Fishing The Stand Out Drop Shot Hook ft. Burly Fishing

The stand out drop shot hook makes rigging a drop shot and fishing it correctly, super easy! This unique drop shot hook stands out (get it...) with ease. All you need to do is tie it on, cast it out, and hammer fish! Check out these tips from Jeff with @Burly Fishing for success!

Click here to subscribe to Jeff's channel.

To get yourself a box before they sell out, CLICK HERE and use code SAVE10, to get $10 off!

Click here to subscribe to our channel for Pro tips and Bait breakdowns on a monthly basis.

#MONSTERBASS #thebetterbox #burlyfishing #dropshotrig #dropshot #dropshotstandouthook #samatisbaits #dropshotfishing

Video Transcript:

Jeff Burlingame:
What's going on you guys? Welcome back to the Monsterbass channel. I'm Jeff with Burly Fishing, and I'm here to talk to you about Drop Shot. You guys may have received some StandOut drop shot hooks in your Monsterbass box this month. You may have also received a drop shot plastic, something like this, Samatis Baits. We're going to take a look at how to rig this thing, and then we're going to go fish it on the water. Hopefully, these are some tips that will help you guys slam some monster bass. Before we get to that, be sure to subscribe to the Monsterbass channel. You can get previews of upcoming boxes, as well as unboxing videos from Rick himself and technique videos from fishermen and women that may be in your area. You can also go check out my channel, Burly Fishing, if you guys are looking for some unboxing videos, gear reviews, as well as fishing and fun.

Jeff Burlingame:
So these StandOut hooks, you guys might notice, are a little different from your standard drop shot hook. Normally for drop shotting, I like to use this small hook in which I can nose hooks some plastics, usually a size one, two, or one aught. This is a one aught hook that I received in my box, but the difference is these StandOut hooks don't have your normal just standard hook eye, like that. They actually have two little spots here. I'm going to show you guys how we're going to rig this thing.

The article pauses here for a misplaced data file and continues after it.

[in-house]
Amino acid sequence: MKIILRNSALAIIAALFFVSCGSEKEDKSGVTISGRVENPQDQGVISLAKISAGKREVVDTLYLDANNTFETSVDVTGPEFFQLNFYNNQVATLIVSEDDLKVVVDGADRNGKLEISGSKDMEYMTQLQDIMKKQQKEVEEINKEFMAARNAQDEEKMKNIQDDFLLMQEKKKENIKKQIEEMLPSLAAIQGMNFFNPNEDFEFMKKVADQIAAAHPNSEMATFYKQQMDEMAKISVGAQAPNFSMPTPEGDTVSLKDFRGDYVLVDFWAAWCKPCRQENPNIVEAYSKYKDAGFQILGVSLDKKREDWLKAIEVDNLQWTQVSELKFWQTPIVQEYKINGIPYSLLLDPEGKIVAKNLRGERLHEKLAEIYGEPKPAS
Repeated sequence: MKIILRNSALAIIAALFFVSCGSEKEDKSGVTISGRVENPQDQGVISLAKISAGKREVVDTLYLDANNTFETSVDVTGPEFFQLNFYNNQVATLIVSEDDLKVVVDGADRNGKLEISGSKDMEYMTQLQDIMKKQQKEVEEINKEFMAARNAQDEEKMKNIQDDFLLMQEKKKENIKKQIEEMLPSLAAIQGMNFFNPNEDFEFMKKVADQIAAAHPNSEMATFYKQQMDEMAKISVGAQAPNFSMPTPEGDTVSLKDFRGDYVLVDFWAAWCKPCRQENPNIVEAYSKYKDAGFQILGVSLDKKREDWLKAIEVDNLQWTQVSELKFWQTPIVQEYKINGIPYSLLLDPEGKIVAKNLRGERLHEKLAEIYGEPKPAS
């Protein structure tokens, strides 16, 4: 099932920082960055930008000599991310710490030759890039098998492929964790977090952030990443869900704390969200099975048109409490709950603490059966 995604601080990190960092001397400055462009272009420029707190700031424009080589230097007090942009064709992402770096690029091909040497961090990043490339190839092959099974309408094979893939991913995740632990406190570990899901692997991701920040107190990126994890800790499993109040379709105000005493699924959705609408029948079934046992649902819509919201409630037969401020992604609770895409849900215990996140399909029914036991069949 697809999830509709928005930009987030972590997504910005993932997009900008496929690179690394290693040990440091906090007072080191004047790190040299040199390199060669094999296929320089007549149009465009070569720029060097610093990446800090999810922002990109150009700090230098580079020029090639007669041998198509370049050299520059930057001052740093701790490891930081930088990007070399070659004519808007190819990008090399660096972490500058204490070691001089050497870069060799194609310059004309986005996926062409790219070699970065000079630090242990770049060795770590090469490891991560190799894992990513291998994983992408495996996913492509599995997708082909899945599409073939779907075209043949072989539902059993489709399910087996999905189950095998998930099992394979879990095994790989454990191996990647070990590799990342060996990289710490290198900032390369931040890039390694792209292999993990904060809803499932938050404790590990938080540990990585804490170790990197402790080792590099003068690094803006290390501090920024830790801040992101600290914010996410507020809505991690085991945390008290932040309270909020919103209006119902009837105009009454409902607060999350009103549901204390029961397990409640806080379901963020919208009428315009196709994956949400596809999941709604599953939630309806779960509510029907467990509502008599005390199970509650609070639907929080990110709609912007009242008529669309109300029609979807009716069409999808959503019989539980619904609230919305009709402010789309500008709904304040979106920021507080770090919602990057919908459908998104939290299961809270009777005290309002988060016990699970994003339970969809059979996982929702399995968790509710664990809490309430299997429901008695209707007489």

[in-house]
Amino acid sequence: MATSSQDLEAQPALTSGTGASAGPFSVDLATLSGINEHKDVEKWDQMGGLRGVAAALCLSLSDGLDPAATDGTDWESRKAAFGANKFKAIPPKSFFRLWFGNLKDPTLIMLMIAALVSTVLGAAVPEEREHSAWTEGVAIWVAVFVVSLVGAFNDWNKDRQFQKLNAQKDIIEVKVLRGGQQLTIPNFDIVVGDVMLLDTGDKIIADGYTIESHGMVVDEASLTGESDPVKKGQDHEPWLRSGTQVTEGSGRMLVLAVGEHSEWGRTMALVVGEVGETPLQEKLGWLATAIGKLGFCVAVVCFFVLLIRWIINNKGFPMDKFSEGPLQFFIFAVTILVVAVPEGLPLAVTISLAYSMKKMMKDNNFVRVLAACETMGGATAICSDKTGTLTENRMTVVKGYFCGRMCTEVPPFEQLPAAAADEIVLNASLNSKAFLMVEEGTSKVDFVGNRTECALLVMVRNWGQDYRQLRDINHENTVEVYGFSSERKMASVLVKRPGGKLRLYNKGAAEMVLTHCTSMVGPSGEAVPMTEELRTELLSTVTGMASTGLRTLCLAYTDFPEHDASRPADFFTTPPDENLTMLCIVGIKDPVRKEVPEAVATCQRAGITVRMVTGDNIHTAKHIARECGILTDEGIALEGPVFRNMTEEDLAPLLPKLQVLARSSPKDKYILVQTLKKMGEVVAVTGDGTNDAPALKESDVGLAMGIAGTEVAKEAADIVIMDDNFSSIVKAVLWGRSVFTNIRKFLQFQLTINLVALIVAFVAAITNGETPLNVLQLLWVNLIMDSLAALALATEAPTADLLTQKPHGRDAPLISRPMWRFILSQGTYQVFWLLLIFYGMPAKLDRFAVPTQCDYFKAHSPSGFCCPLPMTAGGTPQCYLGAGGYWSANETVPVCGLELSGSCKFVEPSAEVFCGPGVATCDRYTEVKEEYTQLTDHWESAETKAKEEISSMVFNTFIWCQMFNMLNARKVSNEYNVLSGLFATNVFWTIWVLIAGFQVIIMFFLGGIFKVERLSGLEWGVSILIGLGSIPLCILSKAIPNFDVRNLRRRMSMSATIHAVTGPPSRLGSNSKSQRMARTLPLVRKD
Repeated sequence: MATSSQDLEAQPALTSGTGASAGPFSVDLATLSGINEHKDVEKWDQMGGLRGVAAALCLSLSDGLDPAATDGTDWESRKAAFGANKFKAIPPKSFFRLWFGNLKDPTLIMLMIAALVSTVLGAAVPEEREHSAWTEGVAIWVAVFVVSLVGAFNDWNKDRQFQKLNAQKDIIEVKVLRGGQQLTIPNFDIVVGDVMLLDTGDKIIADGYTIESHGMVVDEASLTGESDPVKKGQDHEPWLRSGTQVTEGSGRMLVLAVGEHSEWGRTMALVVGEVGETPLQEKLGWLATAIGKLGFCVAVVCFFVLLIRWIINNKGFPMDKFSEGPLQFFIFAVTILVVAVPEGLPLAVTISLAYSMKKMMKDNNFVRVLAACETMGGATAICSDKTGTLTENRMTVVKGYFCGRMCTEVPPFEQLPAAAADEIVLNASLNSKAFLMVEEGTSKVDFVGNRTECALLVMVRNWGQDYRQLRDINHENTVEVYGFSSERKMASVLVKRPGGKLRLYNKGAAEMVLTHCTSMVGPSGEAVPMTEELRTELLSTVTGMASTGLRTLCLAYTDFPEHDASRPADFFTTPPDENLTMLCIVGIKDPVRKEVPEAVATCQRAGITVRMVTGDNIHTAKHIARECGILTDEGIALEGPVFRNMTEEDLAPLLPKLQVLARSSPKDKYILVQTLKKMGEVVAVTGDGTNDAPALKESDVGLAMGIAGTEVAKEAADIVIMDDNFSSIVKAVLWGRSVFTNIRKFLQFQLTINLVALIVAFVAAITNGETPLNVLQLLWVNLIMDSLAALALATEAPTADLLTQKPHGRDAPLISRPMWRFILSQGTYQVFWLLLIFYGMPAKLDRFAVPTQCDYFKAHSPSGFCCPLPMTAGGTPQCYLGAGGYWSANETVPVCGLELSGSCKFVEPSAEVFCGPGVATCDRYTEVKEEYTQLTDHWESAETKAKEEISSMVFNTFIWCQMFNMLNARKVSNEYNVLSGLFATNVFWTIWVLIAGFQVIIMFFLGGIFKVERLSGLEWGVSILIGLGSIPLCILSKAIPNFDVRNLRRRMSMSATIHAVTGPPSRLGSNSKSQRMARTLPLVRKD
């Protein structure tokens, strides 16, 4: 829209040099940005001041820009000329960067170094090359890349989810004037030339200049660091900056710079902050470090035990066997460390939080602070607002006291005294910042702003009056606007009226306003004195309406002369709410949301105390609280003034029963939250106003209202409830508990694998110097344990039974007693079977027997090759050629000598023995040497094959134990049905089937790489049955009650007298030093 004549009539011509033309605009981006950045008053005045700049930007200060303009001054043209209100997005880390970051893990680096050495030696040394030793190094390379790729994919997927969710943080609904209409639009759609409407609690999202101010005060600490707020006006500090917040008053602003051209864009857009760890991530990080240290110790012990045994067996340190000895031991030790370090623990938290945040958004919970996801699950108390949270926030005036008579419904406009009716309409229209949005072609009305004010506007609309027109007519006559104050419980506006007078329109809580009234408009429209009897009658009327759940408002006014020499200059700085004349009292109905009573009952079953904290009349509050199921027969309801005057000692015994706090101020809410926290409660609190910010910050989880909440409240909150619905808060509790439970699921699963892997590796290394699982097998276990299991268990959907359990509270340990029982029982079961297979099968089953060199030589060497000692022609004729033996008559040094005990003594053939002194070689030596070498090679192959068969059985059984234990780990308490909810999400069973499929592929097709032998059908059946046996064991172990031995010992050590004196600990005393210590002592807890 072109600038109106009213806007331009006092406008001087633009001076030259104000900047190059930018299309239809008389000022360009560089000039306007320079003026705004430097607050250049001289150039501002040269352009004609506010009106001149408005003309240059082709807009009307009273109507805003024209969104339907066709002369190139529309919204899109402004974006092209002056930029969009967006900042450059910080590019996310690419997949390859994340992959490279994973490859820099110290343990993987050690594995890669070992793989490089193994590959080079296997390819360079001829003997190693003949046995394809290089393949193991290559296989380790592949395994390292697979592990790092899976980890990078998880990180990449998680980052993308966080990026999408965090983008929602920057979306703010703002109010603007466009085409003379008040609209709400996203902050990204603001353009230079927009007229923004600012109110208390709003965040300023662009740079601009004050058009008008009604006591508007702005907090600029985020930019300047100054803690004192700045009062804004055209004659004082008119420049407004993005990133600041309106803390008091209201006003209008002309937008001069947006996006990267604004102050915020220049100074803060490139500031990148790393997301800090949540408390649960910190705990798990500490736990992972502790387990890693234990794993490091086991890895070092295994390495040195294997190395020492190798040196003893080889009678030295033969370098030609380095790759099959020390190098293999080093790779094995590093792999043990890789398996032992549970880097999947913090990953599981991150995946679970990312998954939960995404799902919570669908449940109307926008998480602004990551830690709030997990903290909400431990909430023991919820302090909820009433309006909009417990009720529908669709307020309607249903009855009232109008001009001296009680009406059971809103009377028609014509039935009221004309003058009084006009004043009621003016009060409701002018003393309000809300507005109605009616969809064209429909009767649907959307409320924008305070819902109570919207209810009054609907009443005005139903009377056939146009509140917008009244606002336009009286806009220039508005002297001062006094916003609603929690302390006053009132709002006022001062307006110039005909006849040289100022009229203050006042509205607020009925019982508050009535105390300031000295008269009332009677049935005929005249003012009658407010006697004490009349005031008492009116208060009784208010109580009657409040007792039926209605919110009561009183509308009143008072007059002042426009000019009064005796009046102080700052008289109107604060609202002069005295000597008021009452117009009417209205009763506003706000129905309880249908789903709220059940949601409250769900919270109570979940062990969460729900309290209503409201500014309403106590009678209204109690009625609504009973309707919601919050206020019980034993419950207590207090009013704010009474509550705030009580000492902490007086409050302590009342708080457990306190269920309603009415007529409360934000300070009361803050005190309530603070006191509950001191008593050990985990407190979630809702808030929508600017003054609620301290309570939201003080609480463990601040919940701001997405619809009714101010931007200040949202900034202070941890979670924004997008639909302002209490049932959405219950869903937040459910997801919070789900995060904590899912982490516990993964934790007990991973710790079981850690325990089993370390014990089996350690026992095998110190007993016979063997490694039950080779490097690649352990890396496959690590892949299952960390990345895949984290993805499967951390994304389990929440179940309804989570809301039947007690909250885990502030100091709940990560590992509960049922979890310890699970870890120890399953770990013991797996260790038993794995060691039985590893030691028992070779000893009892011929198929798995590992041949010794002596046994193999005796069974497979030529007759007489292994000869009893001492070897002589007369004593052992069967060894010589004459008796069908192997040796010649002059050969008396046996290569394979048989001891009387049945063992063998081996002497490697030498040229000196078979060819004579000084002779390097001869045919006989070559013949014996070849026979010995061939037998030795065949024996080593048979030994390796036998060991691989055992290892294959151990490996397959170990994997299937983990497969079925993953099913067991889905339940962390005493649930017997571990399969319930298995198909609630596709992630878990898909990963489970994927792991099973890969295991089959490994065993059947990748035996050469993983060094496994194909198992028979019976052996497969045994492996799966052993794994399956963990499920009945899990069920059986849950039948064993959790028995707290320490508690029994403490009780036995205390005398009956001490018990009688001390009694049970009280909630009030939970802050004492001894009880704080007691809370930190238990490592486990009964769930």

Jeff Burlingame:
I recommend you guys use fluorocarbon line actually for your drop shot, just because it's going to be invisible in the water, and this is a finesse technique, which you want to plop this thing down right in front of some dang bass and you don't want them really see the line. That said, if you're in more stained, murky waters, you can get away with mono or braid. It honestly doesn't matter that much. But if you're fishing this in clear water off of deep points, off of a rocky bottom and there's not a lot of weed cover, you may want to go with fluorocarbon. It will increase your bite ratio.

Jeff Burlingame:
I'm going to show you how this is actually one of the easiest things to rig up as well. So typically, I'll take my hook. I'll do a Palomar knot with an extra long tag off the end and run it back through the eye of the hook. So you're using the standard hook, do that. With this hook, it's pretty easy. You can do any knot you want. So if you want to throw a uni, if you want to do an improved clinch, if you want to do a Palomar, you can do any of those. So what you're going to do is you're going to take your line, you're going to slide it through. We're going to do a Palomar knot here. So what I like to do is just take my line, go through and then bring it back the other way. Then all we're going to do is draw out a whole ton of line.